November 30, 2021

November 28, 2021, The first Sunday in Advent

November 28, 2021,  The first Sunday in Advent

Gospel:Luke 21:25-36

The holy gospel according to Luke the 21st Chapter. Glory to you, O Lord. [Jesus said:] “There will be signs in the sun, the moon, and the stars, and on the earth distress among nations confused by the roaring of the sea and the waves. People will faint from fear and foreboding of what is coming upon the world, for the powers of the heavens will be shaken. Then they will see ‘the Son of Man coming in a cloud’ with power and great glory. Now when these things begin to take place, stand up and raise your heads, because your redemption is drawing near.”   Then he told them a parable: “Look at the fig tree and all the trees; as soon as they sprout leaves you can see for yourselves and know that summer is already near. So also, when you see these things taking place, you know that the kingdom of God is near. Truly I tell you, this generation will not pass away until all things have taken place. Heaven and earth will pass away, but my words will not pass away.   “Be on guard so that your hearts are not weighed down with dissipation and drunkenness and the worries of this life, and that day does not catch you unexpectedly, like a trap. For it will come upon all who live on the face of the whole earth. Be alert at all times, praying that you may have the strength to escape all these things that will take place, and to stand before the Son of Man.”



When I started planning for Advent this summer,  I was struck by some beautiful art work and scriptural themes tied together for the season called Close to Home, and the first Sundays theme is homesick. We have advent calendars, daily devotions, for you to take home, all tied with the same theme.  This weeks theme is Homesick.  As Christian’s we are homesick for a place we haven’t lived yet, a place described for us, and promised to us, that looks very different from the world around us.

It’s the little things that matter, when you are homesick.  Its the little things that matter when you are celebrating holidays in a different circumstance, a different country.  When my sister was living and working Afghanistan, the cook staff knew that the few US Citizens would be missing thanksgiving with their families.   They spent a considerable amount of time and energy procuring everything on their list of “traditional” thanksgiving food, including marshmallows for the sweet potato topping.  Unfortunately there was an attack that morning and they were on lock-down so were unable to go get the turkey they found, but a thanksgiving side dish feast was certainly a beautiful taste of home and a touching effort by Muslim Afghans, many of who had never seen these foods.   It would not be a traditional thanksgiving, but is was a beautiful glimpse of something they were missing.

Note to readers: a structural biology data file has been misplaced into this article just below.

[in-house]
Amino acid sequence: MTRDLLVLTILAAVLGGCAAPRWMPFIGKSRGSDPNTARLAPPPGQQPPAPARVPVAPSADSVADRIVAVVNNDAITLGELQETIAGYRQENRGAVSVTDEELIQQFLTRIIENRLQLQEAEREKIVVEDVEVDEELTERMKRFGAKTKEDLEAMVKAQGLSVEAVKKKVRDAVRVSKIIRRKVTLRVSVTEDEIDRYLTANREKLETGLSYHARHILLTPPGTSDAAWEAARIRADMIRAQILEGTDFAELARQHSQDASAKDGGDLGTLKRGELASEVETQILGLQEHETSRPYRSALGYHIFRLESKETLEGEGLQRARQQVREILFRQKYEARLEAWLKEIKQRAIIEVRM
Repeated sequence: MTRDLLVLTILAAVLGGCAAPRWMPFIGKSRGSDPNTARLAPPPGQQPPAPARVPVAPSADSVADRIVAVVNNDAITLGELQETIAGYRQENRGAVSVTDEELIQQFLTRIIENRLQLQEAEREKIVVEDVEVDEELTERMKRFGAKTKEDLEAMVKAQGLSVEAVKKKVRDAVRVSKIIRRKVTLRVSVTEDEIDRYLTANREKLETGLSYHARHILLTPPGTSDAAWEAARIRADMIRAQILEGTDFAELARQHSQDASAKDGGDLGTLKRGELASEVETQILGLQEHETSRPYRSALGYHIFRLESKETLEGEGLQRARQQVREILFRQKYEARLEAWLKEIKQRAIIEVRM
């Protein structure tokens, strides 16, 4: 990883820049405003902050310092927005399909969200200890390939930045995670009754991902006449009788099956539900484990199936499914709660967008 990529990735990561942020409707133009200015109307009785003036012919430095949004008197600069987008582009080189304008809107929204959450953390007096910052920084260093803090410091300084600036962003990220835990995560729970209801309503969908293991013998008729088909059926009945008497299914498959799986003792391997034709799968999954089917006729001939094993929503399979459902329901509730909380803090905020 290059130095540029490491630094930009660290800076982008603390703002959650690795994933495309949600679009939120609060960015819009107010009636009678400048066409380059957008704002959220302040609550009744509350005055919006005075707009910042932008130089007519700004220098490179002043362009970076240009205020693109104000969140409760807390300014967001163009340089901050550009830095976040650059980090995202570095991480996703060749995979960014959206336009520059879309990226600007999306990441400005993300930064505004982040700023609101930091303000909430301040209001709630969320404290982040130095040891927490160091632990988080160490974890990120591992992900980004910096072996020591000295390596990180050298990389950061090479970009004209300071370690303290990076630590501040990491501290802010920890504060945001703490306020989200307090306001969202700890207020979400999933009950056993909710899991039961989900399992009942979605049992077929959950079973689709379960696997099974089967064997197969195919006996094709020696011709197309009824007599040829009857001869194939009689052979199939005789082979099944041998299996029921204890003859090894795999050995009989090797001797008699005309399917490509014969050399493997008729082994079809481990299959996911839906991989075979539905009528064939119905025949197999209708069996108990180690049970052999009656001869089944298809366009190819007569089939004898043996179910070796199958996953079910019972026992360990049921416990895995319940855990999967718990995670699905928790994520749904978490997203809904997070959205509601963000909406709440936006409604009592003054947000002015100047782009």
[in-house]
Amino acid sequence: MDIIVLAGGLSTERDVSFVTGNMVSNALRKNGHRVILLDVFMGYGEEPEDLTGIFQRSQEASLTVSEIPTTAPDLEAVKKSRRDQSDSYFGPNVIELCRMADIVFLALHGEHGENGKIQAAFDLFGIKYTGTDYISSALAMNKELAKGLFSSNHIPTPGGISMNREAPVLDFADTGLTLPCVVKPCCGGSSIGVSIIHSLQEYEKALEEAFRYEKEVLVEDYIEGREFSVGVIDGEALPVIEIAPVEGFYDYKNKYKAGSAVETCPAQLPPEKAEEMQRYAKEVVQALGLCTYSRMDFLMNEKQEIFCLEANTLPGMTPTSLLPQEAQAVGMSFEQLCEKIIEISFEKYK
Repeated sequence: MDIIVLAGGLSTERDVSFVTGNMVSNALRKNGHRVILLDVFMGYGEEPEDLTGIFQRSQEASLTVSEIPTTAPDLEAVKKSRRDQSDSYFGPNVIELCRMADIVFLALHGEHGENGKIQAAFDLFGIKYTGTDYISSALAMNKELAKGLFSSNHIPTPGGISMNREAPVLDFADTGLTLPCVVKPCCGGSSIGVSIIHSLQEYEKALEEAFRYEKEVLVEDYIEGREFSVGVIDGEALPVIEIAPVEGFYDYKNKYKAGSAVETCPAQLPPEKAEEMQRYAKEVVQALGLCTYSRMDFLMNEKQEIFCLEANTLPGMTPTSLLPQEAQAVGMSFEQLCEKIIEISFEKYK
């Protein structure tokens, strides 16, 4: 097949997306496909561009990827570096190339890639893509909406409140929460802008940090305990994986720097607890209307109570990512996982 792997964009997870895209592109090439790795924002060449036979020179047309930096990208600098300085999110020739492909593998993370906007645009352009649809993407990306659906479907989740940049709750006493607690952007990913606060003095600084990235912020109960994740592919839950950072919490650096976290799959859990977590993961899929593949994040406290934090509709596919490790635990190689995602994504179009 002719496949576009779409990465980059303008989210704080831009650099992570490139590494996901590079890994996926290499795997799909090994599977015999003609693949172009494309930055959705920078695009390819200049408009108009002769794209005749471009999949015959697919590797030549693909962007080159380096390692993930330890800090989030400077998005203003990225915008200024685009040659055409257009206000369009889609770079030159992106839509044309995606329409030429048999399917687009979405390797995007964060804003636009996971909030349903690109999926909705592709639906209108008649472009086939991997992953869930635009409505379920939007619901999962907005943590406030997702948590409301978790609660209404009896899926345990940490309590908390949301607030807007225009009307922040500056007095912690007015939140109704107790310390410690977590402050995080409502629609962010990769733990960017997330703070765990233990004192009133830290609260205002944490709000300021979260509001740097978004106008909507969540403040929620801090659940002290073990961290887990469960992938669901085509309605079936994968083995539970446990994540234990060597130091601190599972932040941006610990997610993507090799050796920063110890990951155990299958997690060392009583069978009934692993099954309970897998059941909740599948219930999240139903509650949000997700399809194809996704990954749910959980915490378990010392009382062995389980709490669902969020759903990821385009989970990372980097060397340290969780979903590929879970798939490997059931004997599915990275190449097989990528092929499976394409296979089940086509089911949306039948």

Jesus talks about the new and different and growing and changing we see around us as signs – not of the end of the world but signs that the kingdom is at hand.  The new and the different and the growing and changing always either cause us to be nostalgic for a past time, or excited to live in such a time as this.  Either way, its a bit unsettling; but hat place we were created to live, that life god wanted for us, is just a breath away.  Jesus is at the gates, as we say in Advent, this is the already but not yet.  The kingdom is among us but not yet arrived in its fullness.

Martin Luther preached an advent sermon nearly 500 years ago that sounds very appropriate.    “I do not wish to force any one to believe as I do; neither will I permit anyone to deny me the right to believe that the last day is near at hand. These words and signs of Christ compel me to believe that such is the case. For the history of the centuries that have passed since the birth of Christ nowhere reveals conditions like those of the present. There has never been such building and planting in the world.